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Residents want expert disqualified from Bayer case

CHARLESTON, W.Va. -- A court-appointed expert in the lawsuit over the Bayer CropScience methyl isocyanate unit should be disqualified because his report is based largely on a study prepared by an expert witness hired by Bayer's lawyers, an attorney for Kanawha Valley residents who are suing Bayer argued in a motion filed Thursday.

William DePaulo, the residents' lawyer, alleged that Bayer violated court guidelines by having repeated and "grossly inappropriate" private discussions with the court's expert, Texas A&M engineer Sam Mannan. DePaulo alleged that Mannan "incorporated as his own" conclusions from a draft report provided to him by Bayer.

DePaulo said that he had found no evidence of "intentional misconduct," by Mannan, but that the situation creates the appearance of impropriety.

"The public trust is destroyed by the appearance of impropriety as much as by the reality," DePaulo wrote. "It is apparent now, if it was not before, that no representations made to this court by Bayer can ever provide the court sufficient comfort to warrant lifting the current injunction."

U.S. District Judge Joseph R. Goodwin has not yet publicly disclosed Mannan's report, which was to examine safety practices at Bayer's MIC unit and the chances for a major incident at the facility.

But in his motion, DePaulo alleged that parts of an MIC report by David Moore, an expert hired by Jackson Kelly to testify for Bayer, were "incorporated directly into Mannan's purportedly independent work product on a wholesale basis."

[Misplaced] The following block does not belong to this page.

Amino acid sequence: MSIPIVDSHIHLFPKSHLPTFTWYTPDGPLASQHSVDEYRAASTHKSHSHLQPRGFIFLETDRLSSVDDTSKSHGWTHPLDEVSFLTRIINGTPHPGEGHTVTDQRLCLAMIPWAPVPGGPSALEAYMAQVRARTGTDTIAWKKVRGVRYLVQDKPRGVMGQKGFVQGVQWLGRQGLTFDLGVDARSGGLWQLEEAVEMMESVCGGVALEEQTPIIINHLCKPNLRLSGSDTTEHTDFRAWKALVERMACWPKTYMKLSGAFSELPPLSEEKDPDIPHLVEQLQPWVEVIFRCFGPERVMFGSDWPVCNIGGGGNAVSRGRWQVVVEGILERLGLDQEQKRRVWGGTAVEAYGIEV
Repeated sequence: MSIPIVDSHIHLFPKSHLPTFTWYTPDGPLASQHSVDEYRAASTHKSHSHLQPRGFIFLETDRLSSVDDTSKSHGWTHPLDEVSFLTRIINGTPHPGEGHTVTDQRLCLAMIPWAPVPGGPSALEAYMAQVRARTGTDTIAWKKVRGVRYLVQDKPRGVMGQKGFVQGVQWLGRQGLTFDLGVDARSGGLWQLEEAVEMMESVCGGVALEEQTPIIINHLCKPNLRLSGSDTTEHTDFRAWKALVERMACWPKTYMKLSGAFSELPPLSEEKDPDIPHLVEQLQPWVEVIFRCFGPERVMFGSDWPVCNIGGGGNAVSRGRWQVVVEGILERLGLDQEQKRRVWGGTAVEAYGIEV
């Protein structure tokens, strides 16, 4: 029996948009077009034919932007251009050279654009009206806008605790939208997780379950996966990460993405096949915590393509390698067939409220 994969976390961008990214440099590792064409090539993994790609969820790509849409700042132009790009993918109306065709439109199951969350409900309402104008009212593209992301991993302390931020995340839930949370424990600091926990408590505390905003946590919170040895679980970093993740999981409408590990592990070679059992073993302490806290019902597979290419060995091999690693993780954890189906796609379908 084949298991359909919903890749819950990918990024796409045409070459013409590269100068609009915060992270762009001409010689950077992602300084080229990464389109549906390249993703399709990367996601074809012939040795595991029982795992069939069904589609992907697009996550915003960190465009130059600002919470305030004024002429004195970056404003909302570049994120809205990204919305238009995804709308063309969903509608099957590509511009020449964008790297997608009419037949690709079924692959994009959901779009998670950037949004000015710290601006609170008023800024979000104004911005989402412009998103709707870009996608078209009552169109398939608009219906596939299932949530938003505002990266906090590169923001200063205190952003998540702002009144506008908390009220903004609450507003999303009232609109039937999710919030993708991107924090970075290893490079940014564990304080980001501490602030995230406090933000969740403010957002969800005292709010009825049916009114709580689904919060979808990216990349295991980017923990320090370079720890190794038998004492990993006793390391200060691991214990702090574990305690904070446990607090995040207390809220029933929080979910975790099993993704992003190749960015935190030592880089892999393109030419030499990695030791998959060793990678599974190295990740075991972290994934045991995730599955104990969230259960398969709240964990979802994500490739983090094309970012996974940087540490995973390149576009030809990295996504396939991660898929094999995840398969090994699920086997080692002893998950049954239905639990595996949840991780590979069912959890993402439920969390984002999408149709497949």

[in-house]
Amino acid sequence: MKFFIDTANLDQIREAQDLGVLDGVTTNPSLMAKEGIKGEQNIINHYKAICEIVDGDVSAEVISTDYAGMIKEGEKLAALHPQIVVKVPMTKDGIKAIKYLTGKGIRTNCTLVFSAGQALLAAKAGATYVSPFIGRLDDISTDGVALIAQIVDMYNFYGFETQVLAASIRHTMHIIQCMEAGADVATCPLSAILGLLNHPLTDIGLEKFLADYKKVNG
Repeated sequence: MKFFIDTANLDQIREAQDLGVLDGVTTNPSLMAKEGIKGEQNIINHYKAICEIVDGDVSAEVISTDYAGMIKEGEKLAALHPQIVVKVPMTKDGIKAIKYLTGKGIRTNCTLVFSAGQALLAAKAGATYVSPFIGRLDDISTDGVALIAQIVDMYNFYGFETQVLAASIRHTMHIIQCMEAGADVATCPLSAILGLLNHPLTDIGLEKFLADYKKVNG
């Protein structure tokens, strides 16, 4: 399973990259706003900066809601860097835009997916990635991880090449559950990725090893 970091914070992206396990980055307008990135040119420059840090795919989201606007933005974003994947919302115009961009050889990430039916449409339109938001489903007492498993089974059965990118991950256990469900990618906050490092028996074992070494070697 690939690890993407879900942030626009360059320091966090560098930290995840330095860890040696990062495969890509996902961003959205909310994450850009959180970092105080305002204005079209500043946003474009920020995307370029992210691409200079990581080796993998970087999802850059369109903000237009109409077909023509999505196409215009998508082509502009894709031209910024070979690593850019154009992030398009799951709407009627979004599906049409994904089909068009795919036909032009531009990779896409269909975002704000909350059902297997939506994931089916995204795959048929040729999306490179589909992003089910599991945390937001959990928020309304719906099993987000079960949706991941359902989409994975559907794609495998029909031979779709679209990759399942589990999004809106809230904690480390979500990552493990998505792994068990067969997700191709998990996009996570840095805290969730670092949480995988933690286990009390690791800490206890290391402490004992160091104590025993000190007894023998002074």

DePaulo said that parts of Mannan's report "are literally carbon copies, identical in all respects," to the study prepared for Bayer by Moore.

Bayer attorneys had not yet filed any response to DePaulo's motion and declined any immediate comment Thursday evening until they had more time to review it.

But in a legal deposition, filed in court as part of DePaulo's motion, Mannan praised Bayer and its employees, saying the MIC unit appears to be a model operation.

In that deposition, Bayer lawyer Al Emch asked Mannan, "So can you say to the citizens of the Kanawha Valley that this Bayer storage facility in place in Institute for MIC is among, if not the best, such facility you have ever encountered at a chemical plant in this country?"

Mannan replied, "This current storage is -- would fit the definition you just gave."

Goodwin is considering a lawsuit filed by 16 Kanawha Valley residents who want to stop Bayer from resuming MIC production for 18 months before eliminating the chemical as part of a corporate restructuring. On Feb. 10, Goodwin issued a temporary restraining order against Bayer, to block MIC production until he could more thoroughly review the matter.

Goodwin is scheduled to begin a preliminary injunction hearing on Monday.

A longer-term injunction could prompt Bayer to move more quickly in eliminating 220 jobs currently scheduled to be phased out as MIC production and use is eliminated.

The case over restarting the MIC unit, which has been down for a reconfiguration since August 2010, is the latest chapter in a 25-year effort by some Kanawha Valley residents to rid the community of the Institute plant's stockpile of MIC. Community activists have focused their concerns on MIC since December 1984, when a leak of the chemical killed thousands of people near a Union Carbide plant in Bhopal, India.

Reach Ken Ward Jr. at kward@wvgazette.com or 304-348-1702.


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